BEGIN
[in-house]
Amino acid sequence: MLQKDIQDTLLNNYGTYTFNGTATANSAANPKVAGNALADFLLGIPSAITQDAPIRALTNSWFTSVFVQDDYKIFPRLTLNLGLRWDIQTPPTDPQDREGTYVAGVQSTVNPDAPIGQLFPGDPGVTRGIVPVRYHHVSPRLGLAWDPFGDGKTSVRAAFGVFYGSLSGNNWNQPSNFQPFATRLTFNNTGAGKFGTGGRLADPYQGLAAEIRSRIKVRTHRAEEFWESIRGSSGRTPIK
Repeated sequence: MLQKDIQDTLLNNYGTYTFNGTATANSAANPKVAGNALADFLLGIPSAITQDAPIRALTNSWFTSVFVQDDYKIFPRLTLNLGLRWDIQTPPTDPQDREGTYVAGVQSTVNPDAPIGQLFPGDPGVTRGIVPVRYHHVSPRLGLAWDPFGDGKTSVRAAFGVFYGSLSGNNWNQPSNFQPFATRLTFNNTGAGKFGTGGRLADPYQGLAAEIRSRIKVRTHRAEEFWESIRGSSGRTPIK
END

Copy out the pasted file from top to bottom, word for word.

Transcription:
[in-house]
Amino acid sequence: MLQKDIQDTLLNNYGTYTFNGTATANSAANPKVAGNALADFLLGIPSAITQDAPIRALTNSWFTSVFVQDDYKIFPRLTLNLGLRWDIQTPPTDPQDREGTYVAGVQSTVNPDAPIGQLFPGDPGVTRGIVPVRYHHVSPRLGLAWDPFGDGKTSVRAAFGVFYGSLSGNNWNQPSNFQPFATRLTFNNTGAGKFGTGGRLADPYQGLAAEIRSRIKVRTHRAEEFWESIRGSSGRTPIK
Repeated sequence: MLQKDIQDTLLNNYGTYTFNGTATANSAANPKVAGNALADFLLGIPSAITQDAPIRALTNSWFTSVFVQDDYKIFPRLTLNLGLRWDIQTPPTDPQDREGTYVAGVQSTVNPDAPIGQLFPGDPGVTRGIVPVRYHHVSPRLGLAWDPFGDGKTSVRAAFGVFYGSLSGNNWNQPSNFQPFATRLTFNNTGAGKFGTGGRLADPYQGLAAEIRSRIKVRTHRAEEFWESIRGSSGRTPIK